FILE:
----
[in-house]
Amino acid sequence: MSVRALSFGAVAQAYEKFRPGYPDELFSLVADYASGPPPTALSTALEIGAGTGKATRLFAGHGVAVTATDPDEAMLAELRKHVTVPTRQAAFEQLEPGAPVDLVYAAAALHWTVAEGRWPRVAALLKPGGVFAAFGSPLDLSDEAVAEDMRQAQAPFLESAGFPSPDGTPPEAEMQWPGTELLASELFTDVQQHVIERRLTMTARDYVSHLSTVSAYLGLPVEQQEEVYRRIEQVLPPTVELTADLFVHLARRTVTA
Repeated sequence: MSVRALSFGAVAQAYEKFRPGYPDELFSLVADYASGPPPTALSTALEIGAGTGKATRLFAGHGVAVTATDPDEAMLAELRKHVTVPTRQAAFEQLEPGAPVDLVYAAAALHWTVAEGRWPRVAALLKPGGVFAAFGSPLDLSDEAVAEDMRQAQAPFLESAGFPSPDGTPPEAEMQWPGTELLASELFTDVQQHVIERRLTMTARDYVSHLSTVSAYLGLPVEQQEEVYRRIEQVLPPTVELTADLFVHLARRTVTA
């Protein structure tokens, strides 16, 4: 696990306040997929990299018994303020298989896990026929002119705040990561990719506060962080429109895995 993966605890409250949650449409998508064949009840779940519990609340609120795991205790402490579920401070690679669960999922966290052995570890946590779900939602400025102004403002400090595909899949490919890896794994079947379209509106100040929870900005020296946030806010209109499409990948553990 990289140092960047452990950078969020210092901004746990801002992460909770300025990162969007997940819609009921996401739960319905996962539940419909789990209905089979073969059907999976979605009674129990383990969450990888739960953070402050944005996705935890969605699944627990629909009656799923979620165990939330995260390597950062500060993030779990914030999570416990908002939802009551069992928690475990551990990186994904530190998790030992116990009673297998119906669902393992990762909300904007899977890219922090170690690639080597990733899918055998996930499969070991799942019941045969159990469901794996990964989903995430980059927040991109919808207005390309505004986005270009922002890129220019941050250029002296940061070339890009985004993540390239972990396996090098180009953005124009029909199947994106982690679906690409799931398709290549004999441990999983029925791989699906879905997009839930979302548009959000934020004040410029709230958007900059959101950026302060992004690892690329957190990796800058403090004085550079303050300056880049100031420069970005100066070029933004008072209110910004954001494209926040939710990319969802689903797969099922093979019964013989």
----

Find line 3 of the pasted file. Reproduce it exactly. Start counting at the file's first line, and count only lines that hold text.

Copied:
Repeated sequence: MSVRALSFGAVAQAYEKFRPGYPDELFSLVADYASGPPPTALSTALEIGAGTGKATRLFAGHGVAVTATDPDEAMLAELRKHVTVPTRQAAFEQLEPGAPVDLVYAAAALHWTVAEGRWPRVAALLKPGGVFAAFGSPLDLSDEAVAEDMRQAQAPFLESAGFPSPDGTPPEAEMQWPGTELLASELFTDVQQHVIERRLTMTARDYVSHLSTVSAYLGLPVEQQEEVYRRIEQVLPPTVELTADLFVHLARRTVTA